The experience of developing “Quak” during a hackathon.

In March 2019 we held a 2-day hackathon named “Ship IT!” in TouK. I was part of the team developing “Quak” – a 2D Liero/Soldat inspired game where players can immerse themselves into being a cute blob-like character while simultaneously laying waste to their opponent.

In this post I want to share our experience writing and designing the game, what kind of roles team members assumed and some of the technical choices we made.

Development

Working for a company that swims in JVM technologies – naturally we chose Kotlin as our development language. Our leader Rafał Golcz created a simple game engine in the ECS Model using the standard java game development library – libgdx and box2d for physics.

ECS stands for Entity Component System, and its main advantage over a standard object hierarchy (as games tend to be strongly object-oriented programs in principle) is its behavioural nature.

Instead of drowning in large inheritance trees and having potential “problems” with instantiation or making sure what kind of object goes where – we receive an elegant solution where the behaviour of every game object can be defined as a list of scripts that are attached to it. From design perspective it also allows for a more natural approach to creating specific objects (as in what properties an object has like dealing damage on impact, destruction on collision, bleeding).

Team Roles

Large gamedev companies (Blizzard, CD Project Red, Bethesda – to name a few) usually have strict roles for people working on their projects. Game directors, designers, writers, composers, testers, programmers, marketing teams, managers – all of which (except maybe for directors/managers) tend to be split between junior, senior and leads.

Developers are also often split according to their main responsibility: engine/tools development, gameplay programmers, special effect programmers. However, in smaller teams responsibilities tend to be way more relaxed. What I find really interesting is the natural emergence of similar structures during these 2 days of developing Quak.

We had a person responsible for art, another person for music and sound effects, 5 people who were actively developing various features for the game (controllers aka joystick and keyboard integration, weapons and missiles/bullets, collisions, character movement/controls, map loading, destructible terrain, blood splatter and camera shake effects).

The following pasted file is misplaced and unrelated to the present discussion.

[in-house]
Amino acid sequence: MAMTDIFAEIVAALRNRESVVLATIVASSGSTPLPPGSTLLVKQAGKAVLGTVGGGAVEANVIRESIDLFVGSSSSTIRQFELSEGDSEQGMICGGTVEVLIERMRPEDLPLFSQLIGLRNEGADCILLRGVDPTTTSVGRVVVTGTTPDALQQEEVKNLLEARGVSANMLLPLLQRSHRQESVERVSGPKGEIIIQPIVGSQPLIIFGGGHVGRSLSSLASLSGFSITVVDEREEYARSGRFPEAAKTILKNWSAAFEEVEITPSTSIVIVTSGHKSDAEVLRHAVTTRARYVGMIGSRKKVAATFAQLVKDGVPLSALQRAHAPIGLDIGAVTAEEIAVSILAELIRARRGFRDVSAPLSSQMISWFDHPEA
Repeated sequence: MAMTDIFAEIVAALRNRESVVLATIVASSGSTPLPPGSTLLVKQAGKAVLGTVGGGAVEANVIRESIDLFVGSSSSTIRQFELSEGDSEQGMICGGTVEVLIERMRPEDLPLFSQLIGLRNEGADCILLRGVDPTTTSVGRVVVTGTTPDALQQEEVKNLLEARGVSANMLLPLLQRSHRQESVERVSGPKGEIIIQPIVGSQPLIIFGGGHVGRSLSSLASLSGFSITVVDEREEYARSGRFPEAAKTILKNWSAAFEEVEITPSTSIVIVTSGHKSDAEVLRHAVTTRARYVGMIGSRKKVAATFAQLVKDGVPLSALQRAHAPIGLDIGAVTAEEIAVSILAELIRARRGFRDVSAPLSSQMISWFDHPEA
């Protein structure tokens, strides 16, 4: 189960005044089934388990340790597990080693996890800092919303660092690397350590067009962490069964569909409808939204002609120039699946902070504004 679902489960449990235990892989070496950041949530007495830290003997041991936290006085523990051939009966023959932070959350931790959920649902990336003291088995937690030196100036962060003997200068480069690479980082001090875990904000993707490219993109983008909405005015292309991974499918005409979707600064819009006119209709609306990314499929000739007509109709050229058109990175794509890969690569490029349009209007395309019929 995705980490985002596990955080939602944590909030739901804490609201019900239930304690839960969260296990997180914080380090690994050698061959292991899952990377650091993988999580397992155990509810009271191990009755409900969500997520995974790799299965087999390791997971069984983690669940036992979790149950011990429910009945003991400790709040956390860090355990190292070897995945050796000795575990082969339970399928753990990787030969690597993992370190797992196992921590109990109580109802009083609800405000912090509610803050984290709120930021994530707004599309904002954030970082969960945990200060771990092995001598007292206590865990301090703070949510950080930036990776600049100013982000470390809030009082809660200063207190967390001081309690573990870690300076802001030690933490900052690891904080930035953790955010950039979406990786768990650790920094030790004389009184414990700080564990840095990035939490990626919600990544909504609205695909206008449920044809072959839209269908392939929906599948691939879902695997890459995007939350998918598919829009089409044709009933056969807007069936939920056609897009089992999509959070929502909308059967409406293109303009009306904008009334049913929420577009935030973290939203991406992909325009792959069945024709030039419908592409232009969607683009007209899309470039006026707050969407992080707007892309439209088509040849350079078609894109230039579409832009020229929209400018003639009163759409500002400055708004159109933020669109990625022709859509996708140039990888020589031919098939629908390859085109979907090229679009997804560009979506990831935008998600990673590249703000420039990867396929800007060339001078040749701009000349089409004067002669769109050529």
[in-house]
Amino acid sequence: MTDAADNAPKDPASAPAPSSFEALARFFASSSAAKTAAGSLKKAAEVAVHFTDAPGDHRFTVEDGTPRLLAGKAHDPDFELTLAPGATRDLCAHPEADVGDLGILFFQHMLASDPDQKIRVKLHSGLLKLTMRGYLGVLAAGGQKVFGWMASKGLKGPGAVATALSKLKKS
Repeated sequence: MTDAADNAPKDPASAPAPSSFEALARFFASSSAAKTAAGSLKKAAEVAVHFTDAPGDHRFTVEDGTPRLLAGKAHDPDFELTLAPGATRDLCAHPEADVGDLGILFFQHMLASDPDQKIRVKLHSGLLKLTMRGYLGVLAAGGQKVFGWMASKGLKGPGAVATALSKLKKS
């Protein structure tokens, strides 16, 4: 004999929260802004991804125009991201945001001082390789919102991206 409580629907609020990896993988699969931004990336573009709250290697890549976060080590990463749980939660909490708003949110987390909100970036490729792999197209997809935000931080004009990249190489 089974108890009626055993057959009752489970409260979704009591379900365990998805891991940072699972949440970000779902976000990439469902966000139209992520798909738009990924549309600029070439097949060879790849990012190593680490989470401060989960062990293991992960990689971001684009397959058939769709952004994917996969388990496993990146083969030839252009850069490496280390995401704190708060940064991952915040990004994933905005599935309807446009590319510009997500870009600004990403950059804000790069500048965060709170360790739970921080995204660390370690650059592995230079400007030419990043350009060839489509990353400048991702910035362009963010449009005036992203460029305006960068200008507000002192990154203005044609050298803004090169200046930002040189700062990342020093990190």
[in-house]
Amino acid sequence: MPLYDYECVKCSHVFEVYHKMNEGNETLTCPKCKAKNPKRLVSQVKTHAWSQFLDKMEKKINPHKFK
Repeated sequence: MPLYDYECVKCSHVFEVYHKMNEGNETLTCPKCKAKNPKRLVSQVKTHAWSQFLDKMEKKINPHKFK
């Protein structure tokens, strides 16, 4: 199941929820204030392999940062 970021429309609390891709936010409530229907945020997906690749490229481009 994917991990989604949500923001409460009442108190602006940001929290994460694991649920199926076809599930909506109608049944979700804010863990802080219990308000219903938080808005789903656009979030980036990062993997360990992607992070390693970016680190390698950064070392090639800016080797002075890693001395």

At some point someone took the mantle of mapper and started creating the terrain you can see in the various screenshots in this article and a few others. What did wonders, in my opinion, was when one person became some sort of a Game Director and Designer’s hybrid. By making sure that everyone had a similar grasp of the direction the game was taking this person made sure that contradicting ideas and implementations didn’t emerge. I was this person.

Experience Itself

New features were “flowing in” as our leader noticed. Everything seemed to work seamlessly, every time someone wanted to push their changes to the repository they were met with the necessity of git pulling the changes which often introduced multiple new features. All of this added up made for a great passionate atmosphere, full of fast development and motivation. At some point we had outsourced testers from other projects to playtest early versions of the game as the sound of quacking echoed through the vast open-space of TouK.

Conclusions

During the project showcase Quak has been met with laughter and smirky remarks – great signs. We concluded that the game was a success – we delivered more than we thought we were capable of before the actual hackathon.

Making sure that the game is “juicy” (in gamedev slang – a game is juicy if love and care has been put into small details/finishing touches) at a relatively early stage with camera shake, visual effects like explosions or blood, sounds of duck quacking (as our bullets are all some kind of variation of TouK’s “duck” mascot) all made the game much more interesting to playtest and to develop – boosting the morale and work efficiency of the team.

Having little stand-ups every few hours to quickly discuss who is responsible for what and in which direction the game is going (what features to cut, which to implement, maybe some new ones?) as well as the aforementioned game director all made sure every member of the team knew what to do and in my opinion was the reason we managed to successfully finish the game. Quak has since then appeared at our stand during Scalar conference and was met with positive feedback.

It was an awesome experience but it wouldn’t be possible without a great team. Kudos to the entire Quak squad: Rafał Golcz, Robert Piwowarek, Agata Kłoss, Mateusz Mazur, Hubert Lipiński and Filip Majewski.

One thought on “The experience of developing “Quak” during a hackathon.”

  1. Wrzucaliscie to na githuba/bitbucketa? Chetnie bym zobaczyl jak wyglada kod libgdx w poalczeniu z Kotlinem, bo moze tez bym sie przerzucil we wlasnym projekcie.

Leave a Reply

Your email address will not be published.

This site uses Akismet to reduce spam. Learn how your comment data is processed.